The policy provided for an automatic sixty day tail coverage period upon termination of the policy and a concurrent sixty day option to purchase additional tail coverage. Tail coverage is insurance coverage that becomes effective upon the cancellation or termination of a policy. The coverage applies to all claims that arise during the primary policy period but are not asserted until after the stated policy period expires. Claims made during the tail period are considered to have been made during the primary policy term. See id. § 73.1(d). Under New York law, MMIA is required to provide both automatic tail coverage for sixty days and the option to purchase additional tail coverage upon the termination of a policy. Id. §§ 73.3, 73.5.
On October 8, 1992, Lavigne filed a voluntary petition for protection under Chapter 11 of the Bankruptcy Code. Lavigne continued to practice medicine and to manage his affairs as a debtor-in-possession. In this capacity, Lavigne renewed his policy with MMIA for a one year period beginning April 1, 1993. However, in a letter to MMIA dated September 24, 1993, Lavigne cancelled the policy and requested information regarding tail coverage. During this time, Lavigne's personal and professional lives were in turmoil. His medical license was subject to revocation hearings and he faced over seventy medical malpractice claims. Several days before cancelling the policy, Lavigne decided to close his last remaining office. Also, following a criminal investigation, he pleaded guilty to a criminal information for tax evasion.
Two days after cancelling the insurance policy, Lavigne attempted suicide. He was hospitalized, put on suicide watch and eventually transferred to a rehabilitative facility in New Hampshire, where he remained until the end of November 1993. During the period of Lavigne's incapacity, his attorney took over operation and control of his business affairs. Without leave of court, the attorney collected accounts receivable, placed them in a non-segregated general account and at his discretion paid certain claims. When these activities were discovered, the bankruptcy court reprimanded the attorney and ordered him to provide an accounting.
In response to the insurance cancellation letter, MMIA sent a letter to Lavigne stating that the cancellation was effective as of September 28, 1993 and that the option to purchase tail coverage would expire sixty days from termination (November 28, 1993). The stated option period expired while Lavigne was institutionalized and his attorney never purchased the tail coverage.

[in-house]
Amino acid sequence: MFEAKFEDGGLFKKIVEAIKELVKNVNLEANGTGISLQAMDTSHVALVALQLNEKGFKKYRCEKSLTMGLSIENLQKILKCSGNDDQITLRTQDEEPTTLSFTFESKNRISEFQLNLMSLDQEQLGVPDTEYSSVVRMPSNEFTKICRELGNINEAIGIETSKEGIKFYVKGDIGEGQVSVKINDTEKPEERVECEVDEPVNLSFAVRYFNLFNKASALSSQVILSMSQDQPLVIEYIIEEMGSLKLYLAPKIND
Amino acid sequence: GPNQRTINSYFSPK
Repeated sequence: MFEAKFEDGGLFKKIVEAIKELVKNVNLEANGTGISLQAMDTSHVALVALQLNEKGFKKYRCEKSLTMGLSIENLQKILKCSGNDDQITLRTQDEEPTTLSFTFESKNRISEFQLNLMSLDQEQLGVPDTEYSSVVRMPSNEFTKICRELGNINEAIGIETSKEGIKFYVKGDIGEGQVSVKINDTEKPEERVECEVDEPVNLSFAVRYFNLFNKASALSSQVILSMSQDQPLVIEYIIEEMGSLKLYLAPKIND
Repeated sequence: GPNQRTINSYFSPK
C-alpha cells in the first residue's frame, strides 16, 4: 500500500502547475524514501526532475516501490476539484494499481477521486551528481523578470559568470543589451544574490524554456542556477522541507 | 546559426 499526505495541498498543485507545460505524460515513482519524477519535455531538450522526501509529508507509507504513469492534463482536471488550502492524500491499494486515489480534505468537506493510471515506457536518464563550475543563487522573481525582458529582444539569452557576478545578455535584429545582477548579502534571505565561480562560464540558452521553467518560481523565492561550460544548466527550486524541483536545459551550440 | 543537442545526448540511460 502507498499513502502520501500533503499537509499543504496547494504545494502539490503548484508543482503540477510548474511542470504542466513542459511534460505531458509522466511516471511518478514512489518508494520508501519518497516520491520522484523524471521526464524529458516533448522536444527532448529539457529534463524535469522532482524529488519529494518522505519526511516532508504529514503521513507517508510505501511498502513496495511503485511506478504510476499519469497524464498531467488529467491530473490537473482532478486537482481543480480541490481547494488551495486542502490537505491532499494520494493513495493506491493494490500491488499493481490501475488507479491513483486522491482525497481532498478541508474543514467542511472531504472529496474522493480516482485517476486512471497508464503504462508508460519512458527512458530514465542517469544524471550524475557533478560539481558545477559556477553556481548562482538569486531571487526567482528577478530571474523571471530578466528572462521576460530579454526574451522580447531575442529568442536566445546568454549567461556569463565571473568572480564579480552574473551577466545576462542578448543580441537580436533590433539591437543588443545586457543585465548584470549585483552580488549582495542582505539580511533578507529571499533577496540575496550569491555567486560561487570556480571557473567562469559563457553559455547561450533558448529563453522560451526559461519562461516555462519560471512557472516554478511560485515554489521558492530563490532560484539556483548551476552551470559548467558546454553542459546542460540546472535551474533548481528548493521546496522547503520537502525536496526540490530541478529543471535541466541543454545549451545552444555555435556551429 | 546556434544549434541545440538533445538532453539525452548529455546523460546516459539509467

II. Conversion of the Bankruptcy Case to Chapter 7
On January 27, 1994, Lavigne's case was converted from Chapter 11 to Chapter 7 and Hal M. Hirsch was appointed Trustee. According to the Trustee, the circumstances of Lavigne's incapacitation and the conduct of Lavigne's attorney, coupled with their failure to inform the Trustee of the existence of the policy, made it impossible immediately to obtain a clear picture of the estate's affairs. The Trustee claims that based on the above, he was unaware of the MMIA policy and unable to assume it or seek to extend the time to do so.
When the Trustee discovered the existence of the policy, he wrote a letter to MMIA dated May 3, 1994 seeking to purchase tail coverage. The Trustee claimed that Lavigne's cancellation of the policy without court approval was invalid and that the policy remained in effect until it terminated on April 1, 1994 by its own terms. Thus, according to the Trustee, the option to purchase tail coverage did not expire until May 31, 1994. The parties entered into a Standstill and Tolling Agreement on May 27, 1994 to allow the parties to assess whether any claims would be made against Lavigne subsequent to the alleged cancellation date of September 28, 1993. At least four malpractice claims were asserted after that date. On September 29, 1994, MMIA terminated the agreement and advised the Trustee that it would not grant the request to purchase the coverage. According to MMIA, Lavigne's cancellation was valid and therefore the option had already expired, or alternatively, the option was not available because the policy had been rejected by the Trustee.
III. Procedural History
Pursuant to Bankruptcy Rule 7001, MMIA brought an adversary proceeding seeking a declaratory judgment that its obligation to extend the option to purchase tail coverage had expired. Both parties filed motions for summary judgment, agreeing that there were no material issues of fact and the dispute could be decided as a matter of law.